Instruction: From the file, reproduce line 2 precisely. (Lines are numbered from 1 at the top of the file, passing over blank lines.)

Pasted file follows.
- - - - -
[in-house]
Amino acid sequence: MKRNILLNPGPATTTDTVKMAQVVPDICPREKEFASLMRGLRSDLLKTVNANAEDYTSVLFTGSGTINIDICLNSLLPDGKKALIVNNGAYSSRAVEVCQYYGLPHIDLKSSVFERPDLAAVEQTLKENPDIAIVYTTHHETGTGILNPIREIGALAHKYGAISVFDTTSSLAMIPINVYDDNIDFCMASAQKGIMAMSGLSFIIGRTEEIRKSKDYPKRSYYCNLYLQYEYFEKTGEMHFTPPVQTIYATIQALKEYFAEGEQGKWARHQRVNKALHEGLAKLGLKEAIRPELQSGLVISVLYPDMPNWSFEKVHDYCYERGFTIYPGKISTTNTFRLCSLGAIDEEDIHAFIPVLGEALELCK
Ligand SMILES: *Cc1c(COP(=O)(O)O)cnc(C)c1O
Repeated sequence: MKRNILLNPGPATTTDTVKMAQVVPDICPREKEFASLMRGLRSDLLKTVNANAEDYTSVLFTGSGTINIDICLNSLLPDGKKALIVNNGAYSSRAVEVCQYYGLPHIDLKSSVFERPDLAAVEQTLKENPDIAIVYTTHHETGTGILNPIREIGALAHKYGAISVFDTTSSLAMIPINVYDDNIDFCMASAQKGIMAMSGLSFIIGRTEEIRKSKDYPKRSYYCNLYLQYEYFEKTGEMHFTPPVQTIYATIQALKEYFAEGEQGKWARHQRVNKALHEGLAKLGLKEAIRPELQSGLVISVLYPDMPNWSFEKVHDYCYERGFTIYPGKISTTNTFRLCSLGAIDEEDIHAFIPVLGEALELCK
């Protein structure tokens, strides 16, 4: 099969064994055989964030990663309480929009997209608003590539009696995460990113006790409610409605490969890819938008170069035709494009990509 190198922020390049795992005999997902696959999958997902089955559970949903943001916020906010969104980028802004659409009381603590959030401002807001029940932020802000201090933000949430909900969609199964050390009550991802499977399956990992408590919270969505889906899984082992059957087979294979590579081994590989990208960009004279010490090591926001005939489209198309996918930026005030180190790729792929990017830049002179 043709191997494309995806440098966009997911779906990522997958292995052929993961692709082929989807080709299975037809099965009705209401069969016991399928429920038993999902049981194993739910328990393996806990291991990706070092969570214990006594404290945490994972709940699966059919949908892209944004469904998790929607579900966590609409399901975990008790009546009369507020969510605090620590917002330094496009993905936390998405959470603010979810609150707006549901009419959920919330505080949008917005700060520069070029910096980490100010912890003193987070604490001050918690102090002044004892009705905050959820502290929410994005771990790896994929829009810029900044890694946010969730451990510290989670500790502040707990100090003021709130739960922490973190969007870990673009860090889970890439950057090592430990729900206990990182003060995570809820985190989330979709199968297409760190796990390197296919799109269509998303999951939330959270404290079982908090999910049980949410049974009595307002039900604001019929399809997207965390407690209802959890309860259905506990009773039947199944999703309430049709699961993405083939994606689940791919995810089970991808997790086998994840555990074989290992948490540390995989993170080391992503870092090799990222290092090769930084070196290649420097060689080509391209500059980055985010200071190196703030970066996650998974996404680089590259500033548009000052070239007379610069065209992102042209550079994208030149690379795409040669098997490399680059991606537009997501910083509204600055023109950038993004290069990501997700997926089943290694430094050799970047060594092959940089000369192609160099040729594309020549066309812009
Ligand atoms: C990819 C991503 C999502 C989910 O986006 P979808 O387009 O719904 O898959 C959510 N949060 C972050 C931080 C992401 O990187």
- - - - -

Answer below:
Amino acid sequence: MKRNILLNPGPATTTDTVKMAQVVPDICPREKEFASLMRGLRSDLLKTVNANAEDYTSVLFTGSGTINIDICLNSLLPDGKKALIVNNGAYSSRAVEVCQYYGLPHIDLKSSVFERPDLAAVEQTLKENPDIAIVYTTHHETGTGILNPIREIGALAHKYGAISVFDTTSSLAMIPINVYDDNIDFCMASAQKGIMAMSGLSFIIGRTEEIRKSKDYPKRSYYCNLYLQYEYFEKTGEMHFTPPVQTIYATIQALKEYFAEGEQGKWARHQRVNKALHEGLAKLGLKEAIRPELQSGLVISVLYPDMPNWSFEKVHDYCYERGFTIYPGKISTTNTFRLCSLGAIDEEDIHAFIPVLGEALELCK